LGBT fans are urged to respect Qatar's strict anti-homosexuality rules. A person is pictured holding a rainbow flag at an LGBTQ rally in Buenos Aires, Argentina on November 5

LGBT fans are urged to respect Qatar’s strict anti-homosexuality rules. A person is pictured holding a rainbow flag at an LGBTQ rally in Buenos Aires, Argentina on November 5

Same-sex relationships are banned in Qatar, and homosexual acts are considered “immoral” under Sharia law.

Penalties can include fines and imprisonment for up to seven years. However, death sentences can also be imposed.

Article 285 of the national penal code also criminalizes “guiding, inciting or seducing a man to commit sodomy” and “enticing or seducing a man or woman to commit illegal or immoral acts”.

World Cup organizers have insisted that everyone – regardless of sexual orientation – is welcome in Qatar “without fear of any consequences”.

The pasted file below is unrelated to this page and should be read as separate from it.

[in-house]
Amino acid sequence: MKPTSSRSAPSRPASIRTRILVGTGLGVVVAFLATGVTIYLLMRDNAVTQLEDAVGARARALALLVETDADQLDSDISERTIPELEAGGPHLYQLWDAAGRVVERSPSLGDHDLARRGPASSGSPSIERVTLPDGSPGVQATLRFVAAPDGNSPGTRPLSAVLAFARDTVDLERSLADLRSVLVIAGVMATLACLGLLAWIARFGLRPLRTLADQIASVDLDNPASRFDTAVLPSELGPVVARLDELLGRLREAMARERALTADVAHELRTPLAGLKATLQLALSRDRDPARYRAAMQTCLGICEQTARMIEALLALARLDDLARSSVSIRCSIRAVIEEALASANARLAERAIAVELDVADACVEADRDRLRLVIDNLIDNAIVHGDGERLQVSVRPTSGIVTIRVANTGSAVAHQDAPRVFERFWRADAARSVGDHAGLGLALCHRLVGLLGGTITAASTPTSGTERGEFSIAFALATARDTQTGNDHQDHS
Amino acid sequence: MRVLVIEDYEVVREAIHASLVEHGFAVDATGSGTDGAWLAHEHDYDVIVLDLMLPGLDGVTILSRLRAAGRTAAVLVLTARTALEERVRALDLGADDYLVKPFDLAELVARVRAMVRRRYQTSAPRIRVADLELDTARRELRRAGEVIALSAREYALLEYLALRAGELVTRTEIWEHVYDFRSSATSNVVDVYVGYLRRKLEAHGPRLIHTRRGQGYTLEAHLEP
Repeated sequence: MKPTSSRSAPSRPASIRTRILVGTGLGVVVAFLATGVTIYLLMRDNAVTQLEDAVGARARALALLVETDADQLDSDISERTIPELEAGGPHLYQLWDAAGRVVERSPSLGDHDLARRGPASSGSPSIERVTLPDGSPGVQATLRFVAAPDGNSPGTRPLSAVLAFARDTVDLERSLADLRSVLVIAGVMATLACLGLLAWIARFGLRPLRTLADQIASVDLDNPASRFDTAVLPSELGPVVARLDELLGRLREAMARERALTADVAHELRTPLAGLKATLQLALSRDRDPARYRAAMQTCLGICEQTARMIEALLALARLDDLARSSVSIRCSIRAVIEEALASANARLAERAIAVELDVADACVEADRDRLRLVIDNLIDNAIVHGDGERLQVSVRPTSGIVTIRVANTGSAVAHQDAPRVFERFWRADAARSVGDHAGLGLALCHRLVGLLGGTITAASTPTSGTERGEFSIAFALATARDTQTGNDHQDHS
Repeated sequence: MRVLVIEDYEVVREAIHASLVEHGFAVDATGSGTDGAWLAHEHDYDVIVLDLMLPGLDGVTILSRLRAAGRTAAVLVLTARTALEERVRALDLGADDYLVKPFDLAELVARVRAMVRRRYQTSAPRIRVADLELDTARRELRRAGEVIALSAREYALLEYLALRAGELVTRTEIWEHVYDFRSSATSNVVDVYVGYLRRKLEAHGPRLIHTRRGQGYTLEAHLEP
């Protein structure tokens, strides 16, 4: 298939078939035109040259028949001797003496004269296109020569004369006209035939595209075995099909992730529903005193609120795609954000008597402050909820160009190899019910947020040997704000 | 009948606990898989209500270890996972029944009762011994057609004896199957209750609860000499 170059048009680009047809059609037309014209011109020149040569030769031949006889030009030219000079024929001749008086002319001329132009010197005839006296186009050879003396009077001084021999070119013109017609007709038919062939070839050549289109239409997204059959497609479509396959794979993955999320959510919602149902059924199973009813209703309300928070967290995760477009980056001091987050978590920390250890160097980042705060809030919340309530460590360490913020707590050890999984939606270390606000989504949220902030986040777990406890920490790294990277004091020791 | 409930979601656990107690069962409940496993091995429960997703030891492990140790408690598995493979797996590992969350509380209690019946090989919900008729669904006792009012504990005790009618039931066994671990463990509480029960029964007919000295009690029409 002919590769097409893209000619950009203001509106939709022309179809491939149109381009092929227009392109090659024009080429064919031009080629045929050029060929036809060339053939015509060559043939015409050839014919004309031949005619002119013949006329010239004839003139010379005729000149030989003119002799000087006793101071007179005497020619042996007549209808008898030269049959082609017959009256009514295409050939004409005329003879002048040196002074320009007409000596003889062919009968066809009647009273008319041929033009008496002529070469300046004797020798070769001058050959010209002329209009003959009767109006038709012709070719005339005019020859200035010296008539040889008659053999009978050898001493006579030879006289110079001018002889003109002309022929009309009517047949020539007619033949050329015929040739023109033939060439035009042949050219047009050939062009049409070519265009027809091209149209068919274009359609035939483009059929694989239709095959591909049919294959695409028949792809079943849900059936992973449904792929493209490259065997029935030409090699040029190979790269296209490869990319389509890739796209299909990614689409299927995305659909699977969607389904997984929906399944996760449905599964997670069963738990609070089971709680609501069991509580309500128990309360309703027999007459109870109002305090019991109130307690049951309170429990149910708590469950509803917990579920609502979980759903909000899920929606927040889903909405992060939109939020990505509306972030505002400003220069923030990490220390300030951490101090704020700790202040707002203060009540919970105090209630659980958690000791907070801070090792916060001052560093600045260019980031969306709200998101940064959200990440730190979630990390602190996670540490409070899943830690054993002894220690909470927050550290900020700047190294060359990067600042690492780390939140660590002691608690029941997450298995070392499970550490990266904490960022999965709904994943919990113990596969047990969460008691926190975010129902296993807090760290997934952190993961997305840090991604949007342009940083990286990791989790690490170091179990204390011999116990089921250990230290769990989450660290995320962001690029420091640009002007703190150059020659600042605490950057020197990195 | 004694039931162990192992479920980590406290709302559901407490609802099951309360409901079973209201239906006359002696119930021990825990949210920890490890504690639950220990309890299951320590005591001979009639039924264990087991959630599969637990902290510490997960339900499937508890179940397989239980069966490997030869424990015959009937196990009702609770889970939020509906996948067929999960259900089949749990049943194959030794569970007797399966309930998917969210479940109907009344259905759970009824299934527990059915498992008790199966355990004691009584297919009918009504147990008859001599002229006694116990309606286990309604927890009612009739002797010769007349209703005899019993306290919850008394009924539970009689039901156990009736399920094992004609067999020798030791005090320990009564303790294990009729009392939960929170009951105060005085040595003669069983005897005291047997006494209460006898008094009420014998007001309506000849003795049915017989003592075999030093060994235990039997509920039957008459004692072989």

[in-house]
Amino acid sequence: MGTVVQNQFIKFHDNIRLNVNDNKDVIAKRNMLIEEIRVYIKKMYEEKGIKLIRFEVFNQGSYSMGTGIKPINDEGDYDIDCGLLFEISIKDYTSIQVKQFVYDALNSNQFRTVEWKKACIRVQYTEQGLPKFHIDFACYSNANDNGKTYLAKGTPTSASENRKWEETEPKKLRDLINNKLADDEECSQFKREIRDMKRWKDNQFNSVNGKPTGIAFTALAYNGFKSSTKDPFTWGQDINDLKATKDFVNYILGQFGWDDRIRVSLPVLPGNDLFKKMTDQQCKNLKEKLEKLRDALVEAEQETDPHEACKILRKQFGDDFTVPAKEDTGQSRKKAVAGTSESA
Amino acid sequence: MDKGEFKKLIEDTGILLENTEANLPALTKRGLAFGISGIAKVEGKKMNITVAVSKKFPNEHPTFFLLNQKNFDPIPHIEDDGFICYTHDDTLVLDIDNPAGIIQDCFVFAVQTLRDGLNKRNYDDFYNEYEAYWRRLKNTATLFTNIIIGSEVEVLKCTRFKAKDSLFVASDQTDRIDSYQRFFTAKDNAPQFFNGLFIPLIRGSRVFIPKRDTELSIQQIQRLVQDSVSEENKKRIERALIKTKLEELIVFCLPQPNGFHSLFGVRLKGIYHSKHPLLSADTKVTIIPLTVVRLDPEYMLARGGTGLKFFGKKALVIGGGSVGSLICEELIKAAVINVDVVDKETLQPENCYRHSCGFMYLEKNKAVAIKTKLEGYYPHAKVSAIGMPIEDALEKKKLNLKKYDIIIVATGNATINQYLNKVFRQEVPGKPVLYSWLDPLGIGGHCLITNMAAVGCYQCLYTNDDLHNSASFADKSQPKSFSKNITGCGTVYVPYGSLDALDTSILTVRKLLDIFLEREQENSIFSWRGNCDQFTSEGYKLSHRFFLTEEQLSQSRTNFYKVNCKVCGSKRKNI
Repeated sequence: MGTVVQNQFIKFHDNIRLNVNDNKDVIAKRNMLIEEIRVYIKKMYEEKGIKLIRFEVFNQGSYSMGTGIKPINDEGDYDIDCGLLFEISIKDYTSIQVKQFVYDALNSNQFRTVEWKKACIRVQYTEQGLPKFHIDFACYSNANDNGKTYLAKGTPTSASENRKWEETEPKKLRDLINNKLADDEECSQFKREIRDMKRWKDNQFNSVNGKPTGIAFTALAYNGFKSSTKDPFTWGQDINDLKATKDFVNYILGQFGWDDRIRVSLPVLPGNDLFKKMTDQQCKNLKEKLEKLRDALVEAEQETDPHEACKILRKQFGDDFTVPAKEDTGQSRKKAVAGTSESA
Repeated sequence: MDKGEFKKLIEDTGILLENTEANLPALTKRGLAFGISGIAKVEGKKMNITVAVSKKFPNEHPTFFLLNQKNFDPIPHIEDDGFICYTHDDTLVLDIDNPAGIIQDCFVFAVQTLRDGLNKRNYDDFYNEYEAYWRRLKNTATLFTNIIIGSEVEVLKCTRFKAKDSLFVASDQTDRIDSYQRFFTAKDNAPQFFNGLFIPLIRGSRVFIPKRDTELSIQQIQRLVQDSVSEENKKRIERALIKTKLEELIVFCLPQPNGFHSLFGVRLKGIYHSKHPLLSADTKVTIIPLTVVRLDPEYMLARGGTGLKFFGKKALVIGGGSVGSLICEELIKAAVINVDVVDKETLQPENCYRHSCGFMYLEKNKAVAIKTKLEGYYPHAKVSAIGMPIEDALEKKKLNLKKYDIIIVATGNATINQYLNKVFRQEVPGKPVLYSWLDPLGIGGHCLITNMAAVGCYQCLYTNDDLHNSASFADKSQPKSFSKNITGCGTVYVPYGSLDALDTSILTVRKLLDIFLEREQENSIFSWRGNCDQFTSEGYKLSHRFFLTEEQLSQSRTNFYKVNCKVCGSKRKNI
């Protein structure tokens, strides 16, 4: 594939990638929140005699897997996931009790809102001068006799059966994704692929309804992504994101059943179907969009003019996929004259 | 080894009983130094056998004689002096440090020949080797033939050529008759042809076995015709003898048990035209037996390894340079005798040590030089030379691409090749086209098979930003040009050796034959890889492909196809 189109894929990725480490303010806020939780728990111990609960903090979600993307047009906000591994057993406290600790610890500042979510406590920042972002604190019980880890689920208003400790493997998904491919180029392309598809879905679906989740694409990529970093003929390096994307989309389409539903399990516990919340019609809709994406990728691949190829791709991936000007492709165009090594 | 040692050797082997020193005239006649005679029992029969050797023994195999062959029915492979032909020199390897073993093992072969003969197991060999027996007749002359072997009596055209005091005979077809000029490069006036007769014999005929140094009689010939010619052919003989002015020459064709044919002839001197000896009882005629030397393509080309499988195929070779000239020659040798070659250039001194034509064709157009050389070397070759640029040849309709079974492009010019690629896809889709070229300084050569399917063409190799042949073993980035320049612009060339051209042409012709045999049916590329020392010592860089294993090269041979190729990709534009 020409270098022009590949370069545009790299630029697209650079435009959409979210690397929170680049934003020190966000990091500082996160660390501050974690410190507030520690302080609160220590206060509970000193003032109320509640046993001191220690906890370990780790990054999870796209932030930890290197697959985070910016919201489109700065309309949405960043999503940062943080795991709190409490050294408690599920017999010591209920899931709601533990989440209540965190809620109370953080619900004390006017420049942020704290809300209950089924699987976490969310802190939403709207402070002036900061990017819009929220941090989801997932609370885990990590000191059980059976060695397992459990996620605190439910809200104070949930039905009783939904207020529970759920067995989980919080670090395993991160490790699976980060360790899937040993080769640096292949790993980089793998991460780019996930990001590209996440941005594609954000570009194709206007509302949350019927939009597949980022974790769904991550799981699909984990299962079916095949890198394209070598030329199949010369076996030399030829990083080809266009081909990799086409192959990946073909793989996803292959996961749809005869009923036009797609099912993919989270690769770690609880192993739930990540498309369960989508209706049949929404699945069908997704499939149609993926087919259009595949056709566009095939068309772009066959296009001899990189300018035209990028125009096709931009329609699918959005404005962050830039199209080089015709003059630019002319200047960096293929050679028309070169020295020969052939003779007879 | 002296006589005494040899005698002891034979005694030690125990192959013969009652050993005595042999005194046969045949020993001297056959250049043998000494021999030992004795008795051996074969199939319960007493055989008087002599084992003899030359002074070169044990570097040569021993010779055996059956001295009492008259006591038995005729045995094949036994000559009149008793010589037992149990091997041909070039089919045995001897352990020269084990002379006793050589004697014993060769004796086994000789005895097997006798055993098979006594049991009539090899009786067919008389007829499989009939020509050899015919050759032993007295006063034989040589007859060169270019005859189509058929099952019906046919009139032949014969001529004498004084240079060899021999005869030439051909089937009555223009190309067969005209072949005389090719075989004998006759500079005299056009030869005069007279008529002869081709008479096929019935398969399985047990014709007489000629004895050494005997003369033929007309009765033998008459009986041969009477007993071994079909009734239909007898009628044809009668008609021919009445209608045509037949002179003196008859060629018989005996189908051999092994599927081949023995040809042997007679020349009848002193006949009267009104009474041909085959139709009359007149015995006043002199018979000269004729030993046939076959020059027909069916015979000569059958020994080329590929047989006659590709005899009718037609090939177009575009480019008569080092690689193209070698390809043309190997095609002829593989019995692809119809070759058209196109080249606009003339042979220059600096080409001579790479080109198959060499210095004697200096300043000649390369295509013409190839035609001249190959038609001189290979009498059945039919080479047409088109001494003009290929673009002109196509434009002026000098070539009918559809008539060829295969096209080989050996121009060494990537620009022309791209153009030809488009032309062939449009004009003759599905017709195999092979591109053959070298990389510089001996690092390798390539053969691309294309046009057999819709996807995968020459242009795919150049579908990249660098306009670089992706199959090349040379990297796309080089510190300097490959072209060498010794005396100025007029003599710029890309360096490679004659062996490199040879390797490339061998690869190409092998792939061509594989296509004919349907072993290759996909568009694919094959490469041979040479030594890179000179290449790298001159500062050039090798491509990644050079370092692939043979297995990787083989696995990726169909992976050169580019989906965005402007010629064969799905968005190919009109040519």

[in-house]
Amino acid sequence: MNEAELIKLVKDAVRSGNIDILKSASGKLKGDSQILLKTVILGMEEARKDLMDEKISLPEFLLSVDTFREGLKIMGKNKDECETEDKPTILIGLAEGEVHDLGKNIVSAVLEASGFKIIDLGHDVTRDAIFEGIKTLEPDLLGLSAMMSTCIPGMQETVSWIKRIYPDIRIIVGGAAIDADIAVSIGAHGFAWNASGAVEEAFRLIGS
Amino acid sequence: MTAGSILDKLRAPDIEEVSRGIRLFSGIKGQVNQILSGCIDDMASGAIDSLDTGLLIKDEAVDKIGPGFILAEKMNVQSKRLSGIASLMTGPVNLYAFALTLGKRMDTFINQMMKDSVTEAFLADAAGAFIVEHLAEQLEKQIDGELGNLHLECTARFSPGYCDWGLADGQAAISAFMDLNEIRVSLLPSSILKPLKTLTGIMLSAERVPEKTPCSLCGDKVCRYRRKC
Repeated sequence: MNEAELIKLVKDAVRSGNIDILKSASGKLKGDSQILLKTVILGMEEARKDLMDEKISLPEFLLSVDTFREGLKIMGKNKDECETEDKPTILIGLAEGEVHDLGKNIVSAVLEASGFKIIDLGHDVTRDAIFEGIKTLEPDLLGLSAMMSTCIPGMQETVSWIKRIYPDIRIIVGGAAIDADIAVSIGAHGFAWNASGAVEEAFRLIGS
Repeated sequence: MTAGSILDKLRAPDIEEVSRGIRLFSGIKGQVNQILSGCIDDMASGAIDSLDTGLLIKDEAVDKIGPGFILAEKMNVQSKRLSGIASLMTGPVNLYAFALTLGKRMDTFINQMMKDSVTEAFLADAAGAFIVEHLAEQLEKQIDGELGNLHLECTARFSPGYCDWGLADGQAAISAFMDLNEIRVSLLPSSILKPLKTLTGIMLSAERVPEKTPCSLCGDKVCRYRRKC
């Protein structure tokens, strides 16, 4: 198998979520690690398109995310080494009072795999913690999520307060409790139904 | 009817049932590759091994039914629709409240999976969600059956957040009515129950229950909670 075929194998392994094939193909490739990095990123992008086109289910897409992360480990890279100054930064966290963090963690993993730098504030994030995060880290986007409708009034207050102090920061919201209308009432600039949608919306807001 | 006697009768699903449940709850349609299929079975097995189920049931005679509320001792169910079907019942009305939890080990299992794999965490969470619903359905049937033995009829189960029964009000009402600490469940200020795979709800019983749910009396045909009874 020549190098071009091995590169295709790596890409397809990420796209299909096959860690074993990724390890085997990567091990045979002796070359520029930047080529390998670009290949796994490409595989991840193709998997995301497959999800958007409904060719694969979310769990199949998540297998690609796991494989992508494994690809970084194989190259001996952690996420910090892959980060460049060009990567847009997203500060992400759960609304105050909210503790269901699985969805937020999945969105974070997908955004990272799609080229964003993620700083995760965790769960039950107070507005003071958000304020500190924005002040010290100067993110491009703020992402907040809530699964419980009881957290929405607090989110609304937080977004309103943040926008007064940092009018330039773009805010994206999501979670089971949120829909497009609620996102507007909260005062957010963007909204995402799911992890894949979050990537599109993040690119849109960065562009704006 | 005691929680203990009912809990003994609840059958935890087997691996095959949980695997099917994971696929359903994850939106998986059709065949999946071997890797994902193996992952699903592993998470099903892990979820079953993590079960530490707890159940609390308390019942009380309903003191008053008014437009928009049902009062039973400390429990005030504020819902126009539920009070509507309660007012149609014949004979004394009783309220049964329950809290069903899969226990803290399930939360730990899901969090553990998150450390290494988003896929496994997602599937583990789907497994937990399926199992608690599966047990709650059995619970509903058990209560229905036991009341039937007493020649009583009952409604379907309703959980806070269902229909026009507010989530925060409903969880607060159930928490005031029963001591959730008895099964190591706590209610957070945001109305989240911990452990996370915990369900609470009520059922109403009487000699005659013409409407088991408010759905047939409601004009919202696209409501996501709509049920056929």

But earlier this month, a World Cup “ambassador” in Qatar came under fire for claiming homosexuality is “damaging to the spirit”.

In an interview filmed in Doha, former Qatar international Khalid Salman raised the issue of homosexuality, which is illegal in the conservative Muslim country.

“(Homosexuality) is haram. Do you know what haram (forbidden) means?’ Said Salman in an interview.

When asked why it is haram, Salman said, “I’m not a strict Muslim, but why is it haram? Because it’s damage in the spirit.’

However, gay couples can openly hold hands, cuddle and kiss at the World Cup in Qatar, although public displays of affection are banned by the Arab state, it has been claimed.